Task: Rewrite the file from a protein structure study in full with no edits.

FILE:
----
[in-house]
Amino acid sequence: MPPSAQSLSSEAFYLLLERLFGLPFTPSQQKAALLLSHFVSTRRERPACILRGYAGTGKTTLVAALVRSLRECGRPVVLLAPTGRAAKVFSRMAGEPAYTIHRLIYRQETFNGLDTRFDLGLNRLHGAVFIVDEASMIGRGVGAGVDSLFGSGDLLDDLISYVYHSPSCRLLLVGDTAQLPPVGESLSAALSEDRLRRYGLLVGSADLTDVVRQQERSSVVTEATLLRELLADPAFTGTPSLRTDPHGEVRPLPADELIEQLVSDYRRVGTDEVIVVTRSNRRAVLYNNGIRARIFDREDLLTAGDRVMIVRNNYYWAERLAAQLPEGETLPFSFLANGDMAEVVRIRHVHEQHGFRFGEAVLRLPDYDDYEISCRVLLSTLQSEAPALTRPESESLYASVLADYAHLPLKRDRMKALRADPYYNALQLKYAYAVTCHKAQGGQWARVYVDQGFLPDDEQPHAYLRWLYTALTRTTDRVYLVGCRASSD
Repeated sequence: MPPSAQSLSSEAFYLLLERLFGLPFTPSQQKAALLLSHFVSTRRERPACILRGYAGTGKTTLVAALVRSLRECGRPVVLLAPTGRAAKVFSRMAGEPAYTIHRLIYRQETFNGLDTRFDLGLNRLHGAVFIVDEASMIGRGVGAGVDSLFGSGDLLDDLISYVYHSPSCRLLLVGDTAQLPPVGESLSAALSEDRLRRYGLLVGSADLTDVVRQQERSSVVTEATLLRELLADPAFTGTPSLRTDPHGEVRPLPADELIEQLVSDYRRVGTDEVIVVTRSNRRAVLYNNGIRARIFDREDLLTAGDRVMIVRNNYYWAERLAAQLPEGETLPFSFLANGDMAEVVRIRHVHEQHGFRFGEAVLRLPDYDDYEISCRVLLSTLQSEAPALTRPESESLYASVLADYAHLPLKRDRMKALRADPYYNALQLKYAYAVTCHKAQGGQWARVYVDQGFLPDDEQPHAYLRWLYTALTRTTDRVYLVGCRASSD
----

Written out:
[in-house]
Amino acid sequence: MPPSAQSLSSEAFYLLLERLFGLPFTPSQQKAALLLSHFVSTRRERPACILRGYAGTGKTTLVAALVRSLRECGRPVVLLAPTGRAAKVFSRMAGEPAYTIHRLIYRQETFNGLDTRFDLGLNRLHGAVFIVDEASMIGRGVGAGVDSLFGSGDLLDDLISYVYHSPSCRLLLVGDTAQLPPVGESLSAALSEDRLRRYGLLVGSADLTDVVRQQERSSVVTEATLLRELLADPAFTGTPSLRTDPHGEVRPLPADELIEQLVSDYRRVGTDEVIVVTRSNRRAVLYNNGIRARIFDREDLLTAGDRVMIVRNNYYWAERLAAQLPEGETLPFSFLANGDMAEVVRIRHVHEQHGFRFGEAVLRLPDYDDYEISCRVLLSTLQSEAPALTRPESESLYASVLADYAHLPLKRDRMKALRADPYYNALQLKYAYAVTCHKAQGGQWARVYVDQGFLPDDEQPHAYLRWLYTALTRTTDRVYLVGCRASSD
Repeated sequence: MPPSAQSLSSEAFYLLLERLFGLPFTPSQQKAALLLSHFVSTRRERPACILRGYAGTGKTTLVAALVRSLRECGRPVVLLAPTGRAAKVFSRMAGEPAYTIHRLIYRQETFNGLDTRFDLGLNRLHGAVFIVDEASMIGRGVGAGVDSLFGSGDLLDDLISYVYHSPSCRLLLVGDTAQLPPVGESLSAALSEDRLRRYGLLVGSADLTDVVRQQERSSVVTEATLLRELLADPAFTGTPSLRTDPHGEVRPLPADELIEQLVSDYRRVGTDEVIVVTRSNRRAVLYNNGIRARIFDREDLLTAGDRVMIVRNNYYWAERLAAQLPEGETLPFSFLANGDMAEVVRIRHVHEQHGFRFGEAVLRLPDYDDYEISCRVLLSTLQSEAPALTRPESESLYASVLADYAHLPLKRDRMKALRADPYYNALQLKYAYAVTCHKAQGGQWARVYVDQGFLPDDEQPHAYLRWLYTALTRTTDRVYLVGCRASSD